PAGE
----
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Aug 19, 2016

The Force is most definitely with this ultra-detailed 3D-printed lightsaber

Posted by in categories: 3D printing, weapons

Want your own lightsaber? with this printer you can have your own.


This 3D-printable custom lightsaber is truly a thing of beauty. Here’s how you can make your own.

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Aug 16, 2016

Regenerative Medicine: Plasma Being Used To Improve Bone Healing

Posted by in categories: biotech/medical, food, nuclear energy, space travel, weapons

Scientists have just found a way to make use of plasma, the fourth state of matter, to improve bone development. Using cold fusion, researchers were able to initiate increased bone growth.

It is a bit ironic that plasma is the least known state of matter, when in fact it is the most abundant in the universe. It is found in our Sun and all other stars, lightning, in our TVs, fluorescent light, and neon signs, and (purportedly) even in our favorite fictional weapon in the Star Wars universe, the lightsaber.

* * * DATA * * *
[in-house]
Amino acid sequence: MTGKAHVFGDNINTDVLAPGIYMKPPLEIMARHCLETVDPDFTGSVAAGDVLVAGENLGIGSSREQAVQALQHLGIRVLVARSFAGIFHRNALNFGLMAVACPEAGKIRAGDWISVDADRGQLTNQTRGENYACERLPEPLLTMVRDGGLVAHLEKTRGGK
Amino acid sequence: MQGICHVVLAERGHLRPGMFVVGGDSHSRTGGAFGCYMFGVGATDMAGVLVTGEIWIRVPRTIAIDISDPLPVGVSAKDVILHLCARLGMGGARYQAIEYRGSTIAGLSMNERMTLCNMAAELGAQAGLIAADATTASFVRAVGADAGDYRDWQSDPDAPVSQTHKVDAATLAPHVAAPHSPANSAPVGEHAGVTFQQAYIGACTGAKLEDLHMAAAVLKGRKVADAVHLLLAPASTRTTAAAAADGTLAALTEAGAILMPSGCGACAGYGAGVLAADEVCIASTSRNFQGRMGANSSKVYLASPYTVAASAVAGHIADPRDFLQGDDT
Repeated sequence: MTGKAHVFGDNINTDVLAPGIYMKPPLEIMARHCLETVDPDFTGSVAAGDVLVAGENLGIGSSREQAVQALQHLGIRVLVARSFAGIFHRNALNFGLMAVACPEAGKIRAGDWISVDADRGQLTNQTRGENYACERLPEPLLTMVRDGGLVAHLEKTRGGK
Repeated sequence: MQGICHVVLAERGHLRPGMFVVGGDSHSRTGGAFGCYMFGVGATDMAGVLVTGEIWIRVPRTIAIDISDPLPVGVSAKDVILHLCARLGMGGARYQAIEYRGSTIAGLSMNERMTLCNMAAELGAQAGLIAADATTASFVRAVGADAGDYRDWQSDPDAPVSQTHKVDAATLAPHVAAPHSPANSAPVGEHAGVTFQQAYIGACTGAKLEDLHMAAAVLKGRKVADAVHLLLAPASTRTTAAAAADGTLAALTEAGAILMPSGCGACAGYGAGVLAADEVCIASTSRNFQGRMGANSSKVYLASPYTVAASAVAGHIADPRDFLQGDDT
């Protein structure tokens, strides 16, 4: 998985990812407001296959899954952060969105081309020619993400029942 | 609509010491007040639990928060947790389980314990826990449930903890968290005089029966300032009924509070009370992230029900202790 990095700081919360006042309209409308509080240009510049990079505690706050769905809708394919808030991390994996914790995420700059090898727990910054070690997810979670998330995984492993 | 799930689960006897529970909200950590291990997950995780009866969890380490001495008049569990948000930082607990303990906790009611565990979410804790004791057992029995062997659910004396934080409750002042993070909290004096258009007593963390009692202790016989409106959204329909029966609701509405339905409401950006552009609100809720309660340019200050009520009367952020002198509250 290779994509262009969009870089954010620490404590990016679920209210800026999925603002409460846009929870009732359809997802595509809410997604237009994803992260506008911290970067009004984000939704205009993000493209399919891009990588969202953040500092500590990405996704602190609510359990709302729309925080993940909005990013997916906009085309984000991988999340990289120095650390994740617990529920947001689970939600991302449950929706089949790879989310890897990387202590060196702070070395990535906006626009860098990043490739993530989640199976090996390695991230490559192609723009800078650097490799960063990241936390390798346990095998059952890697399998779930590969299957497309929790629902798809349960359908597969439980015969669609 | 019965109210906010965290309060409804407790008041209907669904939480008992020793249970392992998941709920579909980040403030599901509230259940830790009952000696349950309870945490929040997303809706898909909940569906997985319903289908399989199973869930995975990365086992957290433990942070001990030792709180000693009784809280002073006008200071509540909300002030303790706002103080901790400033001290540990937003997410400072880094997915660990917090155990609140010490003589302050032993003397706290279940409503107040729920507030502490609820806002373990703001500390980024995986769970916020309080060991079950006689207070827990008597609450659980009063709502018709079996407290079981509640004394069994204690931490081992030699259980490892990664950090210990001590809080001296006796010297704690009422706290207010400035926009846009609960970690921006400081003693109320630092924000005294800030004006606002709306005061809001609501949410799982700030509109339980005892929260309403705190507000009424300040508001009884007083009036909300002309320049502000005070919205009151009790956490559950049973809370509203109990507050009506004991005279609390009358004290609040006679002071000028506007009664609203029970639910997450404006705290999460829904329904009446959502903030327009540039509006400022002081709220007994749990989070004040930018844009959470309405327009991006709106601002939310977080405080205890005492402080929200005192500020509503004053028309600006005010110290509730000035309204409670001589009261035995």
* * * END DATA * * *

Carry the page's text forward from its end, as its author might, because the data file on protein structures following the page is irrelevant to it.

Plasma can be classified according to the degree of ionization, temperature, etc, but whatever form it may take, plasma has been used in various fields, such as in spacecraft propulsion, agriculture, and quite recently, in medicine.

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Apr 21, 2016

What Should the World Do With Its Nuclear Weapons? — By Joseph Cirincione | The Atlantic

Posted by in categories: geopolitics, governance, government, nuclear weapons, policy, weapons

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“At the possible brink of a new nuclear arms race, questions answered during the Cold War will need to be reopened.”